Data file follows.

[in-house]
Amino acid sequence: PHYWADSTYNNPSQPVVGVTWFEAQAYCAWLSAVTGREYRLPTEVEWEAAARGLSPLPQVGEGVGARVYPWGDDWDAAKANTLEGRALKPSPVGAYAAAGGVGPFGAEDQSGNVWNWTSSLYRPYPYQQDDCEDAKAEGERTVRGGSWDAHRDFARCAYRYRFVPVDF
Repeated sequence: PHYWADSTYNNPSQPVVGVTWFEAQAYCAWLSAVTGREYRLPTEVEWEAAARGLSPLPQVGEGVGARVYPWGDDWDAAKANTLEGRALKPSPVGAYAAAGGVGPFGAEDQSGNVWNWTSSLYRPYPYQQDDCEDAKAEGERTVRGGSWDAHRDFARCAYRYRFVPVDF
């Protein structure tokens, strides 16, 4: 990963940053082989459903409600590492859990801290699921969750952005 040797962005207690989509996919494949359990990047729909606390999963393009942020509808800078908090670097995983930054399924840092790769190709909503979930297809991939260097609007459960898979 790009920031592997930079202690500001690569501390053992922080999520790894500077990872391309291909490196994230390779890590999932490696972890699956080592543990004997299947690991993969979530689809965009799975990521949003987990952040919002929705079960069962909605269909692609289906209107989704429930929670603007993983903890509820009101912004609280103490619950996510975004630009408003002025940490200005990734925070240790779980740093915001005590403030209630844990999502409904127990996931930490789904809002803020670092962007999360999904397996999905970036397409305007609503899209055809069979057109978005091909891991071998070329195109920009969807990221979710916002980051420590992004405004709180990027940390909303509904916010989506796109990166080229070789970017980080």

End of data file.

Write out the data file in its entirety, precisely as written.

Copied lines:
[in-house]
Amino acid sequence: PHYWADSTYNNPSQPVVGVTWFEAQAYCAWLSAVTGREYRLPTEVEWEAAARGLSPLPQVGEGVGARVYPWGDDWDAAKANTLEGRALKPSPVGAYAAAGGVGPFGAEDQSGNVWNWTSSLYRPYPYQQDDCEDAKAEGERTVRGGSWDAHRDFARCAYRYRFVPVDF
Repeated sequence: PHYWADSTYNNPSQPVVGVTWFEAQAYCAWLSAVTGREYRLPTEVEWEAAARGLSPLPQVGEGVGARVYPWGDDWDAAKANTLEGRALKPSPVGAYAAAGGVGPFGAEDQSGNVWNWTSSLYRPYPYQQDDCEDAKAEGERTVRGGSWDAHRDFARCAYRYRFVPVDF
């Protein structure tokens, strides 16, 4: 990963940053082989459903409600590492859990801290699921969750952005 040797962005207690989509996919494949359990990047729909606390999963393009942020509808800078908090670097995983930054399924840092790769190709909503979930297809991939260097609007459960898979 790009920031592997930079202690500001690569501390053992922080999520790894500077990872391309291909490196994230390779890590999932490696972890699956080592543990004997299947690991993969979530689809965009799975990521949003987990952040919002929705079960069962909605269909692609289906209107989704429930929670603007993983903890509820009101912004609280103490619950996510975004630009408003002025940490200005990734925070240790779980740093915001005590403030209630844990999502409904127990996931930490789904809002803020670092962007999360999904397996999905970036397409305007609503899209055809069979057109978005091909891991071998070329195109920009969807990221979710916002980051420590992004405004709180990027940390909303509904916010989506796109990166080229070789970017980080």